It was when I walked into the viewing room at the funeral home that night that I learned Uncle Nick had been a World War II veteran. His cap from the Navy was sitting near the head of his casket along with some war decorations. In keeping with old Italian tradition, there were elaborate flower arrangements for “our beloved husband/papa/father” around the room. Several collections of old photographs of Uncle Nick were displayed. A television played a slideshow of old photos, too.
We met with Aunt Josie and her seven children. There were countless heads of thick, black hair among their 22 grandchildren with names like Joseph, Frankie, Nicki and Sal.
I was introduced to some of Uncle Nick’s old friends and cousins. They all knew my parents. My mother whispered stories about many of the attendees. “That’s his fourth wife.” “She had cancer.” “Her daughter died.”
We returned to our hotel after 9 PM for an uncomfortable night’s sleep for me on that pull out couch. My mother went downstairs to the lobby of the hotel early the next day in her nightgown and slippers for breakfast. She asked the hostess if it was ok to which she replied, “At your age, you can do whatever you want.”
We said our final farewell to Uncle Nick at the funeral home that morning. My mother continued to whisper stories about the attendants. His six sons were his pall bearers.
There were touching tributes in Uncle Nick’s Catholic church. His oldest son read a touching account of the final day they spent together. Uncle Nick had been “holding on” despite not being able to breathe, to make sure his family was going to be ok. It was after Sal told his Dad that he had done everything right by his family that he finally let go. Being in church didn’t stop my mother ‘s whispered stories about everyone.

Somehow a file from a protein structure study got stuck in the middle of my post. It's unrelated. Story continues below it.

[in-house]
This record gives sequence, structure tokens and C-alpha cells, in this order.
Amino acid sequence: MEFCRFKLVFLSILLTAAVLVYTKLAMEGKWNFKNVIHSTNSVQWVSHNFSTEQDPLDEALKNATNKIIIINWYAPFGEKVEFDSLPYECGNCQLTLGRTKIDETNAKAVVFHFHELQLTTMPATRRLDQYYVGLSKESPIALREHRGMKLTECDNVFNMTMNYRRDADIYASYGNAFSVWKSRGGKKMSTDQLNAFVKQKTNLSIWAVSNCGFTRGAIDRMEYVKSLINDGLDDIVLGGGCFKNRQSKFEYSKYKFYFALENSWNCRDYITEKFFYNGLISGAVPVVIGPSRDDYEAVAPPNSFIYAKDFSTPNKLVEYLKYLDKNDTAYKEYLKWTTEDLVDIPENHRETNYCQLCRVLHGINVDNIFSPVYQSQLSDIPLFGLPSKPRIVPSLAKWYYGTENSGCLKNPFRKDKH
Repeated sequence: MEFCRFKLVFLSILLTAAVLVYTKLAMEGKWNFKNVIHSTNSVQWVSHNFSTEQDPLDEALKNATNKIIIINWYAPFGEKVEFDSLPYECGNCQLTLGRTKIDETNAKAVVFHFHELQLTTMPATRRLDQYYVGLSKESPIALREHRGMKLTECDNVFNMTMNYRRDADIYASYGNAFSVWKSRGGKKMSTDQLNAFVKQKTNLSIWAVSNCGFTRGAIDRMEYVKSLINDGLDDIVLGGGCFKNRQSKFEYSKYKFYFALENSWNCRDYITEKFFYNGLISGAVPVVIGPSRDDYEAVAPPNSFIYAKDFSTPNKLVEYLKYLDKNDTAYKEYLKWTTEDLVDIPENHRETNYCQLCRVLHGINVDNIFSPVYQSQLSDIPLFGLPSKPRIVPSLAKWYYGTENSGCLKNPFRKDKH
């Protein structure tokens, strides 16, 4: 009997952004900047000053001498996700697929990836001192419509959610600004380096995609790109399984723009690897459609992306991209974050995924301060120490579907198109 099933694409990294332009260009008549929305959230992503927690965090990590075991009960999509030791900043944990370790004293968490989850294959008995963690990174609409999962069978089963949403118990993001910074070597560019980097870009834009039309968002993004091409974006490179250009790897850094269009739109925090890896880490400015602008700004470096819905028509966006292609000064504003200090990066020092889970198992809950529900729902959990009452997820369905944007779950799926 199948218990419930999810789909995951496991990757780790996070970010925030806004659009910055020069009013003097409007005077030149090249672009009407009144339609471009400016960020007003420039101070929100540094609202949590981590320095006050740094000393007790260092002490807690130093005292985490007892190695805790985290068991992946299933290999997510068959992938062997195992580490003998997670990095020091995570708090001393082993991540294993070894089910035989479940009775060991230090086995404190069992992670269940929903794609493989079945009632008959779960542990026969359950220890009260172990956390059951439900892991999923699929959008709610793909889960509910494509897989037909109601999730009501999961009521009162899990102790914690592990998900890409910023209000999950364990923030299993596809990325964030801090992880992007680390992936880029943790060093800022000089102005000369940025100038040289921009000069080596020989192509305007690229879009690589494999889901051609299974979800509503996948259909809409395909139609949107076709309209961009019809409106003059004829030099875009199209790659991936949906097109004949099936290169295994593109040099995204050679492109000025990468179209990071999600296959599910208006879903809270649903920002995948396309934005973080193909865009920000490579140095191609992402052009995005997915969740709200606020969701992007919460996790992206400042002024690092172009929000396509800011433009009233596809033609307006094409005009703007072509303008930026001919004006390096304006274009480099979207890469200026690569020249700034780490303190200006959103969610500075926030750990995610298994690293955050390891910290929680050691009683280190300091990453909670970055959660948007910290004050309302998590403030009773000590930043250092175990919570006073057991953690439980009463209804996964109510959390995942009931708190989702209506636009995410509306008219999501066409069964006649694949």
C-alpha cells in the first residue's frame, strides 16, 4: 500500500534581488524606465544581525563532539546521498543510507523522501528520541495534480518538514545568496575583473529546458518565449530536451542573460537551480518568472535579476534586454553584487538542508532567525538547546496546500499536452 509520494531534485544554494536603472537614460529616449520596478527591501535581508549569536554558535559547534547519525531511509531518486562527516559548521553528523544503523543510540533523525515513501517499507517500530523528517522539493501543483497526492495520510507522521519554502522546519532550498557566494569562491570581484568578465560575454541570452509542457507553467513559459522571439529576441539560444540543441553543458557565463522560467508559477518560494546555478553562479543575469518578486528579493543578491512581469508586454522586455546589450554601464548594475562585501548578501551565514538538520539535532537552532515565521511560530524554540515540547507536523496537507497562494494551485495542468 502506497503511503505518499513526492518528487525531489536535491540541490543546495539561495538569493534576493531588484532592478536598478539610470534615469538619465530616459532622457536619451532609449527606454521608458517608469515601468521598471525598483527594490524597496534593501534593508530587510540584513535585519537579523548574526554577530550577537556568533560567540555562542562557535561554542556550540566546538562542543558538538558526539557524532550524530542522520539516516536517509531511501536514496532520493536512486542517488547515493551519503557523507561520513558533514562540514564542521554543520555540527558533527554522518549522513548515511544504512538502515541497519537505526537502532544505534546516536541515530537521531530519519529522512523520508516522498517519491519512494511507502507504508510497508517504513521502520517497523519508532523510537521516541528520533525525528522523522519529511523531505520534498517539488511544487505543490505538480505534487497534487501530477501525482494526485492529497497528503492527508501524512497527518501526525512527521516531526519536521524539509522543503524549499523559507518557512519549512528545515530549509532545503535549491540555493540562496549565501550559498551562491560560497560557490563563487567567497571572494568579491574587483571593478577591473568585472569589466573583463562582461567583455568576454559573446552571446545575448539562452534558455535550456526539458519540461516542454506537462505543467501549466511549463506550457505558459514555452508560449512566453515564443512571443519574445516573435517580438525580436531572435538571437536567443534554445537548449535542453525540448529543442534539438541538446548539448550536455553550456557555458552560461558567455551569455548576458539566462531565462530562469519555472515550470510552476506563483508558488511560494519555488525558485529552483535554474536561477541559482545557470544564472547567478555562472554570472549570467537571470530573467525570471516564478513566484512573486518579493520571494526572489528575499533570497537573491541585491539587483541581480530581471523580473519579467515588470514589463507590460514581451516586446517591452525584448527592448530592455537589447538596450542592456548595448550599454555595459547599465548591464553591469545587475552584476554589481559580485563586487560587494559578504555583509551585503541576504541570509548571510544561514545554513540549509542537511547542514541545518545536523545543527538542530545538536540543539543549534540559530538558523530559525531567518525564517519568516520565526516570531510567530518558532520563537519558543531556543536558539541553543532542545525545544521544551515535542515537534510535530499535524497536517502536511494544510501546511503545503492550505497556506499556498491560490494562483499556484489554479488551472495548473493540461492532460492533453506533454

The ride to the cemetery was interesting. The procession drove down the side street next to Uncle Nick’s house. Next we drove around the block so we could drive past the front of the house, too. My father explained that this was so Uncle Nick could see his home one last time before being laid to rest. He said this was done all the time when he was growing up. I had never heard of this.
I expected the cemetery to be near the church or Uncle Nick’s home. Instead, we drove about 30 miles further east out on Long Island to a military cemetery. It had started to rain and snow on the way there.
We stood under a small roof that covered a bench where the immediate family sat. The casket was draped with an American flag. There were naval officers on each end of the casket. The officer in charge asked us to silence our phones and told us it was not only ok to video tape the flag folding ceremony, but also encouraged.
I recorded it with difficulty as I stood behind people who were taller than me. The officers folded the flag with precision as the commander described the symbolism of the flag for Uncle Nick.
At the end, Uncle Nick’s cousin spoke of the bravery of the young men who served in the US Navy in the Pacific theater. I imagined Uncle Nick as a Seaman 1st class bravely sailing into battle aboard the USS Leonard F. Mason. This was a small chapter in my Uncle Nick’s interesting, rich life that I only learned about after his passing.
Thank you for reading :)